I cornered Mr. Pepper when he came out of the town hall and sent him off with Chester. Then I stopped by the Dodge House where Shiloh was staying and saw the hare that he and the kid had caught and skinned. I asked Shiloh if the kid could stay at the hotel for the night, things being what they were. Shiloh said sure, but when I asked him if he’d be interested in becoming a temporary deputy, he shook his head. I couldn’t blame him. I didn’t feel much like carrying a badge right now, myself.
I went over to the Texas Trail. I try not to eat in the same place two nights in a row – don’t want to give the townspeople the impression I was soft on any one place. But I wasn’t really interested in what the townspeople thought of me at the moment. And the Texas Trail was where I wanted to be. I ordered a beer and leaned up against the bar, staring out the open doorway at the bright, piercing sunlight.
“Eh? Oh, hello Kitty.”
She was wearing a yellow dress. It fit rather tight in some places, and it suited her fine. “What’s the matter?” she asked. “Bad liquor or a busted stake?”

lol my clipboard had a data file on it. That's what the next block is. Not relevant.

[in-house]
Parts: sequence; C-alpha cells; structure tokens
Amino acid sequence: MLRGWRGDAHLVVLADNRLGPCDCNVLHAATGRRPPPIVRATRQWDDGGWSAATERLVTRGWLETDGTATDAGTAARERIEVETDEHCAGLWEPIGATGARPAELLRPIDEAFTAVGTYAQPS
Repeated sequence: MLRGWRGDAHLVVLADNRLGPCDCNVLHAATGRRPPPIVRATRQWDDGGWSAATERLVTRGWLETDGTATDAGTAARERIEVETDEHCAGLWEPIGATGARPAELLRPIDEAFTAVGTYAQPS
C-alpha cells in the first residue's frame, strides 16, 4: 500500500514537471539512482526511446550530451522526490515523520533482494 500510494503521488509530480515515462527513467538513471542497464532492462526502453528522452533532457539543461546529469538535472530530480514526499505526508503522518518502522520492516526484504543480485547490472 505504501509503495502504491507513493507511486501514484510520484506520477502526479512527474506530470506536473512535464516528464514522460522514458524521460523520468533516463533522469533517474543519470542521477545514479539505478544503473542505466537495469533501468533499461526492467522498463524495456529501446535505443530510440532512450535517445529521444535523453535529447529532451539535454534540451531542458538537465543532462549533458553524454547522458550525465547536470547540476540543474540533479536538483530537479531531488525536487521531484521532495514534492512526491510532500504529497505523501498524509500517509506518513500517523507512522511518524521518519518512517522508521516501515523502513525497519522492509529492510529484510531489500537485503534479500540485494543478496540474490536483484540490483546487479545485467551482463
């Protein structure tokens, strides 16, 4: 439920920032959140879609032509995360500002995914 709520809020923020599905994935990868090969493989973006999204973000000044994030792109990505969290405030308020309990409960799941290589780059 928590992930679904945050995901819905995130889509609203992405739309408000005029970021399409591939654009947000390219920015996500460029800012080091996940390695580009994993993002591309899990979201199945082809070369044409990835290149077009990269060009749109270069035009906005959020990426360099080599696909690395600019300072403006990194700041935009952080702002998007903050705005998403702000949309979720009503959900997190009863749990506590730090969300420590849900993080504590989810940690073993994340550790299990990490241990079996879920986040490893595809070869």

“Oh, neither, neither,” I said. “How are you?”
“Eager,” she said. “But you probably noticed that before.” She laughed, giving me my first smile of the day. “Seriously, though, what’s wrong?”
“Plenty,” I said. “The townsmen have all gotten it in their heads that I’m too rough with the cowboys. They want me to back off enforcing the law here in town.”
“Well, Matt, I don’t know you that well, but that sounds like something you’ll have a hard time doing.”
“You know me better than you think. And on top of things, one of the bloodiest little range wars you ever saw is about to break.”
“Out at Cottonwood pond,” she said. “I heard about it.”
“Did you hear, too, that I’m backing the wrong side?”
Kitty put a hand on my shoulder. “Here, pull a stool up to the bar. Sam, a drink for Mr. Dillon.”
Sam, his arm in a plaster cast and a sling, started to pour me a whiskey. I waved him off.
“No, Sam,” I said. “Thanks anyway.”
Sam shrugged as if it made no difference to him, but left the whiskey on the bar next to me.